Two years ago, an outpouring of generosity following the devastating fire at Monsoon Forest, allowed us to fund pioneering conservation efforts in South East Asia, and here’s where we are today…
This week, the doors of the rebuilt and improved Chester Zoo Monsoon Forest reopen once more, as our recovery from the December 2018 fire comes to an end.
It’s been a long two years since that time. The world we find ourselves in now certainly isn’t the one that surrounded us back then. But ever since, we’ve been busy, and so have the people around the world that have been touched by the outpouring of support following the tragedy.
The Monsoon Forest Fund – a £200,000 pot of money raised by a truly wonderful collection of generous donators – has been put to use across the forest islands of South East Asia and here at Chester, to help prevent the extinction of some the region’s most threatened species.
Here’s what you helped to achieve in that time.
Saving the man of the forest
In the Sebangau forest of Indonesian Borneo, fire is an equally unnatural part of the ecosystem as it is here in Cheshire.
The digging of canals for logging activity decades ago has sapped away the soil moisture, degrading the peatland forest that is crucial habitat for orangutans and other key biodiversity. Today, the loggers are long gone, and yet the canals they forged remain. With the water table lowered and the region much drier than previous years, fires easily spread out of control during annual dry seasons.
Our good friends at the Borneo Nature Foundation have been fighting to end fire damage to the region, through a community focused approach. Working alongside the people of Sebangau, action is ongoing to reduce the susceptibility of the peatland vegetation, to fire, whilst ensuring blazes that do occur are brought under control rapidly.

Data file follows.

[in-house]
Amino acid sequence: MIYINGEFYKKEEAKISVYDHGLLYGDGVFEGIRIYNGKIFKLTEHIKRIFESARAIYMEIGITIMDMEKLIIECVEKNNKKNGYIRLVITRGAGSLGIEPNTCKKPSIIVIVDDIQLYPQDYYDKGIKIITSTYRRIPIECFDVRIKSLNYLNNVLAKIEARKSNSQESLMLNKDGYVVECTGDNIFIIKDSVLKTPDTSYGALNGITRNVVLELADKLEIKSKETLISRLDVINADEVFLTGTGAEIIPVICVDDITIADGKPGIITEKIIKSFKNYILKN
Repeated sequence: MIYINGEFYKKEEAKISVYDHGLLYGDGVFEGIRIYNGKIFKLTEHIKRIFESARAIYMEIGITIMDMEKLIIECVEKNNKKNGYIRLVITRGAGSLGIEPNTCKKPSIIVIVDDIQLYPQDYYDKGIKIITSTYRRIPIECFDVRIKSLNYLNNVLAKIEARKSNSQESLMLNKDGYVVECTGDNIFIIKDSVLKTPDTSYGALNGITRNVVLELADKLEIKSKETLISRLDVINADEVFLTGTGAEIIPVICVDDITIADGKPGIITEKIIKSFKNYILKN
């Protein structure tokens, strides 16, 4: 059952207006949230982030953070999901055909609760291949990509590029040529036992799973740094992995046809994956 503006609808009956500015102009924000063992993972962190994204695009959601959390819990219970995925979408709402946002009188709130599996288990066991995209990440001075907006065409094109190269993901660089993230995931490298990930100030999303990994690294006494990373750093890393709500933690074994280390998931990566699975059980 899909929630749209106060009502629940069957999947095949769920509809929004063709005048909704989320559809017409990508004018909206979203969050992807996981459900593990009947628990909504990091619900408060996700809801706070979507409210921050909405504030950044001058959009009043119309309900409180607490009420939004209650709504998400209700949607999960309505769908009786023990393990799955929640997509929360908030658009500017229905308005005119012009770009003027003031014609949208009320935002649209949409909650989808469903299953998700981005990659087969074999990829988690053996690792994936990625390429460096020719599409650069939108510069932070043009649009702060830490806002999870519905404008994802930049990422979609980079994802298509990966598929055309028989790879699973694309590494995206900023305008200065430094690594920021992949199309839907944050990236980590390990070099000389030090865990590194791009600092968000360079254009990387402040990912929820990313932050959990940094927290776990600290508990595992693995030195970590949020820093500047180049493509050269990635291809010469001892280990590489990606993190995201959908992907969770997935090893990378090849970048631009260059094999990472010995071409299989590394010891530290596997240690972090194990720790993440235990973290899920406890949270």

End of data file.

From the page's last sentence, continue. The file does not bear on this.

£30,000 of the Monsoon Forest Fund has directly supported this work in 2018/19 – equipping community firefighters with the tools they need to safely fight the fires encountered on daily river patrols, and aiding the restoration of the water table by building dams throughout the illegal logging canal network. Thanks to their efforts together with local partners, orangutan habitat in Sebangau is still standing today.
While solutions are being found to problems in the wild, ex-situ efforts here in the UK are also crucial for orangutan conservation. Amongst Chester Zoo’s Monsoon Forest residents is a family of Sumatran orangutans, critical to the European breeding programme. With their habitat at the new Monsoon Forest restored and improved, some of the Forest Fund has purchased new tools and equipment to help our keeper teams manage this important population. Over the coming months and years, our primate keepers and behavioural researchers will continue to work side-by-side on increasing our understanding of orangutan behaviour, and to make evidence-based decisions towards maximising their breeding success.
For the critically endangered bleeding toad, the Monsoon Forest Fund provides the beginning of a conservation journey. Prior to the Monsoon Forest Fire, we’d begun to work with partners in Indonesia to build a better understanding the situation facing this colourful species. The bleeding toad is Indonesia’s only protected amphibian; it’s rare, with its population highly scattered in small pockets, but we must understand more to prevent its extinction.
Part of the Monsoon Forest Fund is being used to bring together experts from across Indonesia and around the world, across all sectors ranging from conservation experts to government officials, to draw out a conservation action plan. Through uniting stakeholders and expertise in one place, we hope to fully identify the threats to the bleeding toad, and enact solutions to reverse its decline. In-country capacity building in the areas of care, population management, and health screening will be a key part of the path to success.